Be Very, Very Lazy - A New Perspective on the Single Responsibility Principle

Today I'm giving a tip on how we can remember to follow the Single Responsibility Principle. I'm sure many of you will be able to relate to this tip (at least I surely can!) which is: be very, very lazy!

Huh? What do you mean?

No, I'm not talking about being lazy on the job. Rather, I'm talking about laziness of code units. For simplicity's sake, we will talk about the class code unit, though this principle can be applied to other units (such as methods) as well.

To make this more concrete, let's take a look at an example of a user action and what it has to go through to accomplish its business goal. In this case, the user action is a web request in an ASP.NET MVC application and the goal would be to update the database somehow.

Here are the steps:

  1. Parse the web request and turn it into an instance of some class.
  2. Perform validation on the instance.
  3. Turn the instance into another instance of a class which lives in the business logic layer.
  4. Perform business logic (ex: computations, further validation) on the instance.
  5. Connect to the database and make the appropriate update.

That's a lot of work for a single code unit (class) to handle! So what does the class do? Be lazy, of course!

I don't want to do all of this work. I'm gonna ask someone else to do them for me!

That is the cry of our poor class. And he won't just ask one other code unit to do the work for him, but many.

With that in mind, the list becomes (I added some links to my previous blog posts concerning the appropriate topic):

  1. Parse the web request and turn it into an instance of some class. - I'm gonna ask a model binder to do that!
  2. Perform validation on the instance. - I'm gonna let DataAnnotations or FluentValidation take care of that!
  3. Turn the instance into another instance of a class which lives in the business logic layer. I'm gonna ask AutoMapper to do that! (http://bit.ly/2huUtOD)
  4. Perform business logic (ex: computations, further validation) on the instance. - I'm gonna let the business logic classes take care of that!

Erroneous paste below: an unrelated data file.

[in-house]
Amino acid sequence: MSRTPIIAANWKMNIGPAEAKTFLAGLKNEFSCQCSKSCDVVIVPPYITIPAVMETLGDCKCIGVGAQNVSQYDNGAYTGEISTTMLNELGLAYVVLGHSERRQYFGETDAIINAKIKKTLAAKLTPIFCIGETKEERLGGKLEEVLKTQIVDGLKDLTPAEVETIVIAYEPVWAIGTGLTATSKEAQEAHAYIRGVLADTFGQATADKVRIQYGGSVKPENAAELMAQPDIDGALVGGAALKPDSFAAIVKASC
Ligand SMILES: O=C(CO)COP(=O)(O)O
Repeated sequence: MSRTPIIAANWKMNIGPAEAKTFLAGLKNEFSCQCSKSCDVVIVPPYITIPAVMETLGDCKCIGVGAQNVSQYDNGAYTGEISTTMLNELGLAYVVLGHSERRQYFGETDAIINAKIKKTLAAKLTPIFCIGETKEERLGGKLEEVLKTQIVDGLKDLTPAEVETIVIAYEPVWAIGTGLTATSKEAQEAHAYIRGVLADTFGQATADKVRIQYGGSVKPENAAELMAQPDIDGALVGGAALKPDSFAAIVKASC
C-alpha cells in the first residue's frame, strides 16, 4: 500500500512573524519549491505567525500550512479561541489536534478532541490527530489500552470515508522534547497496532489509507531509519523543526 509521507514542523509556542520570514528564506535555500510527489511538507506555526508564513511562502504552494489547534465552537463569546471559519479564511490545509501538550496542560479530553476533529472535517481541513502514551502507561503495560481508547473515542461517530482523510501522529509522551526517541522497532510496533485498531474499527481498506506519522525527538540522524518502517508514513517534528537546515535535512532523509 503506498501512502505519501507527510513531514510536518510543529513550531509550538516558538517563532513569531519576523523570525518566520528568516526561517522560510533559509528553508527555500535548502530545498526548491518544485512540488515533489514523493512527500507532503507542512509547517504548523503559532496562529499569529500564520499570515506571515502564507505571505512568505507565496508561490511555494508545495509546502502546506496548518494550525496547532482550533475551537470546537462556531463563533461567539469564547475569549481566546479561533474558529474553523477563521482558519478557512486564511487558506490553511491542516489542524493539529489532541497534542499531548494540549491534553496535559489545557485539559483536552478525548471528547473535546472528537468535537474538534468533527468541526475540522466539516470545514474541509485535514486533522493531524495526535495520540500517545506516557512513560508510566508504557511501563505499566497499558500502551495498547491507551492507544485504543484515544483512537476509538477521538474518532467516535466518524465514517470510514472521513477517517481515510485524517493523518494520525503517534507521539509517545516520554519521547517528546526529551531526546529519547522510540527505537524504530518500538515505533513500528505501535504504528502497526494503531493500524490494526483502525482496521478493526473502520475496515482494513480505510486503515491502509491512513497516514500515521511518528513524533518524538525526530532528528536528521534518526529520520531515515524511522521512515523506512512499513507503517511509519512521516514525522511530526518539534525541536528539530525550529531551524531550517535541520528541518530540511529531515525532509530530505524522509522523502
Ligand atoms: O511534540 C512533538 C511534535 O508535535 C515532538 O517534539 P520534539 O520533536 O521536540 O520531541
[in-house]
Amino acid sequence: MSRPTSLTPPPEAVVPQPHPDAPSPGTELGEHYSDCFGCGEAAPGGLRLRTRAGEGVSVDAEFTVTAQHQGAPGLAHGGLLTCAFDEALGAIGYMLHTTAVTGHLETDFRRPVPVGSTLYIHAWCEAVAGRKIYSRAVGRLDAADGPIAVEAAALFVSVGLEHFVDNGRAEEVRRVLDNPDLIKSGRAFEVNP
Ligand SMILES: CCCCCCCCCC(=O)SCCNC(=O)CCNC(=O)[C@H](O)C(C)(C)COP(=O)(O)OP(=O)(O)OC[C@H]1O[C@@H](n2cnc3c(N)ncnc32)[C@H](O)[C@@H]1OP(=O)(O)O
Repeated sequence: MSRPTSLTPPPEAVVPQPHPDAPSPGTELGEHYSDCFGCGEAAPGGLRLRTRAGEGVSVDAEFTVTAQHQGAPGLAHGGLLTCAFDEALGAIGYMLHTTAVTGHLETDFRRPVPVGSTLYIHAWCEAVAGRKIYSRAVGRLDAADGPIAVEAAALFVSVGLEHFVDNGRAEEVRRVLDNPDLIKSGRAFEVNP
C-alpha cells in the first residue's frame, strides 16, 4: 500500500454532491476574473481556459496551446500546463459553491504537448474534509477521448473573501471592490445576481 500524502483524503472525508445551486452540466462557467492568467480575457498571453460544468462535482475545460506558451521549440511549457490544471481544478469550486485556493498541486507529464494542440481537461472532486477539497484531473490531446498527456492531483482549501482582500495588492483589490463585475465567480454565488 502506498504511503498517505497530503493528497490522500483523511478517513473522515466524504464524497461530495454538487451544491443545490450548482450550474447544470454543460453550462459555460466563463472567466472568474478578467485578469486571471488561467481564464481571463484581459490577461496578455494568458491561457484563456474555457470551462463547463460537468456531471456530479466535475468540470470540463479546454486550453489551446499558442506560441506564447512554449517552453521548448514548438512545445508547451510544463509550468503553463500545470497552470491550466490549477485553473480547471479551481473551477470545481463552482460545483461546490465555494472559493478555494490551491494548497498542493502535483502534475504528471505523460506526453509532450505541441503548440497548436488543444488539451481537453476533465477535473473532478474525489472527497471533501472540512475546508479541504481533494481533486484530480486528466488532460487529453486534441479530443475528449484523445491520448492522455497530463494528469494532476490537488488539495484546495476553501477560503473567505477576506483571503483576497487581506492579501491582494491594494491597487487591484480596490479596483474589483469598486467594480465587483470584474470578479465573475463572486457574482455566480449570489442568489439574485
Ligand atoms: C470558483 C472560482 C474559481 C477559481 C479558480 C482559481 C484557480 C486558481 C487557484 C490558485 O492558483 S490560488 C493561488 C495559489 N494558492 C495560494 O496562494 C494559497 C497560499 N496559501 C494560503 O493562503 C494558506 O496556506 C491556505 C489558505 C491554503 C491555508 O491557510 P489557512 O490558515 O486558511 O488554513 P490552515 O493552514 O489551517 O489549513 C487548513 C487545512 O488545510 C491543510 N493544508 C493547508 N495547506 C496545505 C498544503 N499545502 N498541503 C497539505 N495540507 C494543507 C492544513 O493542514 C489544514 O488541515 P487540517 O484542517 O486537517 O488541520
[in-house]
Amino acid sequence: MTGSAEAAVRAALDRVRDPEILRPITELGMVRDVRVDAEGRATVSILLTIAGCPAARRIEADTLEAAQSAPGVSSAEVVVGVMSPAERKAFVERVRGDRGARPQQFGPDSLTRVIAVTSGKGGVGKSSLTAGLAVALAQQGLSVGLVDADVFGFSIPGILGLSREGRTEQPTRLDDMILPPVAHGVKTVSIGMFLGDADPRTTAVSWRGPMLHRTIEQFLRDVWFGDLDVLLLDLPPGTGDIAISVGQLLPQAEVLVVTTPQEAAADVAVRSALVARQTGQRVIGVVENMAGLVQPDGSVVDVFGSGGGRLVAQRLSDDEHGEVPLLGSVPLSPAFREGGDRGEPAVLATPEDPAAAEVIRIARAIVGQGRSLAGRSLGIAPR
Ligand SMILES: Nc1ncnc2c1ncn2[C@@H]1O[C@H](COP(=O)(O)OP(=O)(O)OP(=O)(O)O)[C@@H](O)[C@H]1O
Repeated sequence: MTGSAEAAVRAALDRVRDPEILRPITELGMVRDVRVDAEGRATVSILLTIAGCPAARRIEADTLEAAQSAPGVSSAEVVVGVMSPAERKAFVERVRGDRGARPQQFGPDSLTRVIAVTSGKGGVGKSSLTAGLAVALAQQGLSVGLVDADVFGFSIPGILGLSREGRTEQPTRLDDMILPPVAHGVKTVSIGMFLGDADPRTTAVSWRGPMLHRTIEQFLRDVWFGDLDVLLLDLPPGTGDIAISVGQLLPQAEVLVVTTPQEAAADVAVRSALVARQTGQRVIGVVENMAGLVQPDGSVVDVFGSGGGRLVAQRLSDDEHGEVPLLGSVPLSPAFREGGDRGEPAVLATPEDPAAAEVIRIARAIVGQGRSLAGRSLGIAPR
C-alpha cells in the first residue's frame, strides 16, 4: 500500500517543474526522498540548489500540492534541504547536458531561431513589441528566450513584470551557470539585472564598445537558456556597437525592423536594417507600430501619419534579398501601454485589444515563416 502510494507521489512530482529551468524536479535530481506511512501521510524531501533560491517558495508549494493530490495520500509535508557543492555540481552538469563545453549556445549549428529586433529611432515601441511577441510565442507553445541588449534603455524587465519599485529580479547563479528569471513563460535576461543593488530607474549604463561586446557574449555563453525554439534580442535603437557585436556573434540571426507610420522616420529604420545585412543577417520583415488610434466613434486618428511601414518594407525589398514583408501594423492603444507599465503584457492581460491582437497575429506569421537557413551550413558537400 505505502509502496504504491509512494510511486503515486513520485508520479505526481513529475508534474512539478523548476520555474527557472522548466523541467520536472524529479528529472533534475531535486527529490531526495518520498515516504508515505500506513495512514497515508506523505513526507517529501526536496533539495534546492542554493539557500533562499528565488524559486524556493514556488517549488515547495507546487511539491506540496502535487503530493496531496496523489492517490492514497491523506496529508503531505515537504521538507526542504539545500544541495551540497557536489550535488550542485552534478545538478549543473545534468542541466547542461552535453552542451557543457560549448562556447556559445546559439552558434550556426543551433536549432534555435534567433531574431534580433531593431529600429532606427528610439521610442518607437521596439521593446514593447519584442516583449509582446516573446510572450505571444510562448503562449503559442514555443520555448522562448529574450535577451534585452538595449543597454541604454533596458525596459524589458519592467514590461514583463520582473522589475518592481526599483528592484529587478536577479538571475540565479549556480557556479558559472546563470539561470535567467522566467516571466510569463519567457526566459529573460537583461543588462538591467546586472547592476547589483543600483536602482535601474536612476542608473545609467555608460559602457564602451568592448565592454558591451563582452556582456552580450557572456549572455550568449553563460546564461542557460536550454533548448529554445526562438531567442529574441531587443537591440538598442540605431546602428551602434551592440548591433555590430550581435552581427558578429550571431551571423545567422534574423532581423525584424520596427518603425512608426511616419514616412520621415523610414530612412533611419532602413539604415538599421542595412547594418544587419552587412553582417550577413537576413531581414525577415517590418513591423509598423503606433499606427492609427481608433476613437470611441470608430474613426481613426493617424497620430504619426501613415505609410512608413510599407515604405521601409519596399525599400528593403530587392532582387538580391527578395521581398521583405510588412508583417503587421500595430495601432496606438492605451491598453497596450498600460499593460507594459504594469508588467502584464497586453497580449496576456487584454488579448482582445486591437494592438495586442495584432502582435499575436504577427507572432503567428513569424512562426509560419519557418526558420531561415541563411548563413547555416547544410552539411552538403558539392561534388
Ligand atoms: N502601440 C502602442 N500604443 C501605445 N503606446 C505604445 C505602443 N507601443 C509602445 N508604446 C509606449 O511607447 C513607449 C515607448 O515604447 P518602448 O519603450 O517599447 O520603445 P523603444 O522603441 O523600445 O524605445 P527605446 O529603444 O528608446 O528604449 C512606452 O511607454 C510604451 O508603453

5. Connect to the database and make the appropriate update. - I'm gonna let an ORM or repository layer do that for me! (http://bit.ly/2huD60o)

So we see that our class has delegated most of its work to other classes or code units. Here are some other examples of laziness:

  • Need to manage the lifetime of dependencies - I'm gonna use an IoC container for that! (http://bit.ly/1VNxS2i)
  • Need to retrieve values from a configuration file and cast them to the correct type - I'm gonna use a specialized helper class for that! (http://bit.ly/2ie7Vuk)
  • Need to store / retrieve values from the session and cast them to the correct type - Again, I'm gonna use another specialized helper class for that! (http://bit.ly/2iLeJRh)
  • Need to perform some processing on incoming / outgoing requests. - I'm gonna ask filters to do that! (http://bit.ly/1Smme7V)
  • Need to serialize/deserialize an object to/from JSON - I'm gonna use JSON.NET for that! (http://bit.ly/1rHEhyU)

You can probably think of other instances where a class can demonstrate this kind of laziness and delegate tasks to others.

Now, your controller classes probably already do some of the things here, such as to let the model binder take care of parsing a web request and to let an external library (ex: AutoMapper, JSON.NET) do some specialized work.

But there's no need to stop there, and in fact we shouldn't stop there. In writing our own software, it would be good to be as lazy as possible in all of our classes (and other code units). If we write software with this lazniess in mind, we should arrive at a place similar to where we would have gotten had we written software with the SRP in mind.

And if we follow along this road of delegation even further, it may even lead us to programming in a functional style. But that would be a topic for another blog post. :)

Conclusion

In this post I talked about the laziness principle. Our code units should be very lazy in the sense that it should delegate work to other code units as much as possible. The code unit we talked about is the class, though the principle can be applied to other code units as well.

Finally, a good reason to be lazy! :)